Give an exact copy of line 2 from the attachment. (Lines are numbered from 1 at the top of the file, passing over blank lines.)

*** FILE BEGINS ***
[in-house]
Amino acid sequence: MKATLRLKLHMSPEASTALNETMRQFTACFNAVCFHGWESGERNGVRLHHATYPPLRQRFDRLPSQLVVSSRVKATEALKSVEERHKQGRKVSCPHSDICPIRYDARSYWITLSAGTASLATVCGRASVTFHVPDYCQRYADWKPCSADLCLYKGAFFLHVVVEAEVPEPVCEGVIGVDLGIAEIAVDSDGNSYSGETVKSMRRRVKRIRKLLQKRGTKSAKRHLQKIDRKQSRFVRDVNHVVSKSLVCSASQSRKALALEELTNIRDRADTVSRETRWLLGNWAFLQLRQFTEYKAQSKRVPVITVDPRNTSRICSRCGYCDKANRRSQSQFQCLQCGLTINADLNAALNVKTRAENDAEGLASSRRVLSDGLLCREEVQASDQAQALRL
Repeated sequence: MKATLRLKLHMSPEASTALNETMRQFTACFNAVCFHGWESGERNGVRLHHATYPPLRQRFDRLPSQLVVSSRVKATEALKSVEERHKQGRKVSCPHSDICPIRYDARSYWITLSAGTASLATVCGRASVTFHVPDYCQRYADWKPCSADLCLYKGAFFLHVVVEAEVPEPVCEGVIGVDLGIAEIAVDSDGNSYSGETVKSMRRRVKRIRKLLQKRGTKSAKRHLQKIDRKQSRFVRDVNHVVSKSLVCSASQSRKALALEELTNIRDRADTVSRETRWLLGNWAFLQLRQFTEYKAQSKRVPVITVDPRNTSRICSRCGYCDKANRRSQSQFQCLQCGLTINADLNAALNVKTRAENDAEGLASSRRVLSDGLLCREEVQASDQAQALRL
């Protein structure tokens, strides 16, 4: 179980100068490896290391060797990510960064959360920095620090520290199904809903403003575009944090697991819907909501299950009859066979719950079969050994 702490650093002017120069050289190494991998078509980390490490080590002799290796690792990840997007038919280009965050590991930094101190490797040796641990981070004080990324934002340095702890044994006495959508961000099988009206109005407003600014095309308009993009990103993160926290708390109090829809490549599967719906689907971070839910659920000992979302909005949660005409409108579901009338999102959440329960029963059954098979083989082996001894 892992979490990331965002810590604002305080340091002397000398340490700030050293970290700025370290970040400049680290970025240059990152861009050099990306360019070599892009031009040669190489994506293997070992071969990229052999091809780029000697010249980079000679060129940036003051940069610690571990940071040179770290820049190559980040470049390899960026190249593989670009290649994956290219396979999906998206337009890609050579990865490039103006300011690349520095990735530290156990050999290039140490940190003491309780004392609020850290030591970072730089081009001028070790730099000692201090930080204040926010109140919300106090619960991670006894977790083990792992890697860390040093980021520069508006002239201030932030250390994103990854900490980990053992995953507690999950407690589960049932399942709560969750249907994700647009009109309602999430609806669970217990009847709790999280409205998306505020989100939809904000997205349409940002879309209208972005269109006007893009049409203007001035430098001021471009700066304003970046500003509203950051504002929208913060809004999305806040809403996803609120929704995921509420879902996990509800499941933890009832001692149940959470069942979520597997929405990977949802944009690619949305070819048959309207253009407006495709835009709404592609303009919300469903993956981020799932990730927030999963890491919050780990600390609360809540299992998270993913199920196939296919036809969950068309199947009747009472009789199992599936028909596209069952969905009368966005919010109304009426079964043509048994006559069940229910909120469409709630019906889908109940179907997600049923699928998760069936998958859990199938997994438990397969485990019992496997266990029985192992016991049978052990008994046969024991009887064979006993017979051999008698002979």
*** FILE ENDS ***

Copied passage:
Amino acid sequence: MKATLRLKLHMSPEASTALNETMRQFTACFNAVCFHGWESGERNGVRLHHATYPPLRQRFDRLPSQLVVSSRVKATEALKSVEERHKQGRKVSCPHSDICPIRYDARSYWITLSAGTASLATVCGRASVTFHVPDYCQRYADWKPCSADLCLYKGAFFLHVVVEAEVPEPVCEGVIGVDLGIAEIAVDSDGNSYSGETVKSMRRRVKRIRKLLQKRGTKSAKRHLQKIDRKQSRFVRDVNHVVSKSLVCSASQSRKALALEELTNIRDRADTVSRETRWLLGNWAFLQLRQFTEYKAQSKRVPVITVDPRNTSRICSRCGYCDKANRRSQSQFQCLQCGLTINADLNAALNVKTRAENDAEGLASSRRVLSDGLLCREEVQASDQAQALRL